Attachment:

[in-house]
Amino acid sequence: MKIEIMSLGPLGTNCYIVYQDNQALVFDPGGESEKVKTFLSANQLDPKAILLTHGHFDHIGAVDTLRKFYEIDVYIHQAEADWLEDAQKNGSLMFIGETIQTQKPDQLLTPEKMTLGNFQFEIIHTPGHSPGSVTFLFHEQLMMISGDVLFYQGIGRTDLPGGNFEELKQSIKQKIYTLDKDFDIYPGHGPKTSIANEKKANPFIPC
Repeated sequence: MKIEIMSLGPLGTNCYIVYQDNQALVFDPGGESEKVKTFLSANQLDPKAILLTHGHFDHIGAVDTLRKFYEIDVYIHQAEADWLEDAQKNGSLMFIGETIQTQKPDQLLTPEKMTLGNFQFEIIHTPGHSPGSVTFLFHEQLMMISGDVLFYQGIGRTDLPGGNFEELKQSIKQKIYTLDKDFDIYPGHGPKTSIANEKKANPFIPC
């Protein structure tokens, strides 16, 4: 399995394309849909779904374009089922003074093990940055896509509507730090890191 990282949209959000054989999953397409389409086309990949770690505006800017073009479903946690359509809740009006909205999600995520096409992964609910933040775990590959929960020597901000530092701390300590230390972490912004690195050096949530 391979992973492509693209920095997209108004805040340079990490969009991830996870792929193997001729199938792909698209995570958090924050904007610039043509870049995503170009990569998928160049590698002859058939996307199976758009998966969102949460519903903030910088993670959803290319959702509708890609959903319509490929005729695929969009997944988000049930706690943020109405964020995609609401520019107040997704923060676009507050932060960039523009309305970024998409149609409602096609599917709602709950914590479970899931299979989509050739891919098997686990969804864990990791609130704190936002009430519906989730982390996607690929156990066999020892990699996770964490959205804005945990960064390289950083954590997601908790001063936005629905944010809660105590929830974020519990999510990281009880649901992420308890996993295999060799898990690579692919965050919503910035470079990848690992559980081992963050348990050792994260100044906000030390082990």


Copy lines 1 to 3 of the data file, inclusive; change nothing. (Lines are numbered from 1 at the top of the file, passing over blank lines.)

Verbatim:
[in-house]
Amino acid sequence: MKIEIMSLGPLGTNCYIVYQDNQALVFDPGGESEKVKTFLSANQLDPKAILLTHGHFDHIGAVDTLRKFYEIDVYIHQAEADWLEDAQKNGSLMFIGETIQTQKPDQLLTPEKMTLGNFQFEIIHTPGHSPGSVTFLFHEQLMMISGDVLFYQGIGRTDLPGGNFEELKQSIKQKIYTLDKDFDIYPGHGPKTSIANEKKANPFIPC
Repeated sequence: MKIEIMSLGPLGTNCYIVYQDNQALVFDPGGESEKVKTFLSANQLDPKAILLTHGHFDHIGAVDTLRKFYEIDVYIHQAEADWLEDAQKNGSLMFIGETIQTQKPDQLLTPEKMTLGNFQFEIIHTPGHSPGSVTFLFHEQLMMISGDVLFYQGIGRTDLPGGNFEELKQSIKQKIYTLDKDFDIYPGHGPKTSIANEKKANPFIPC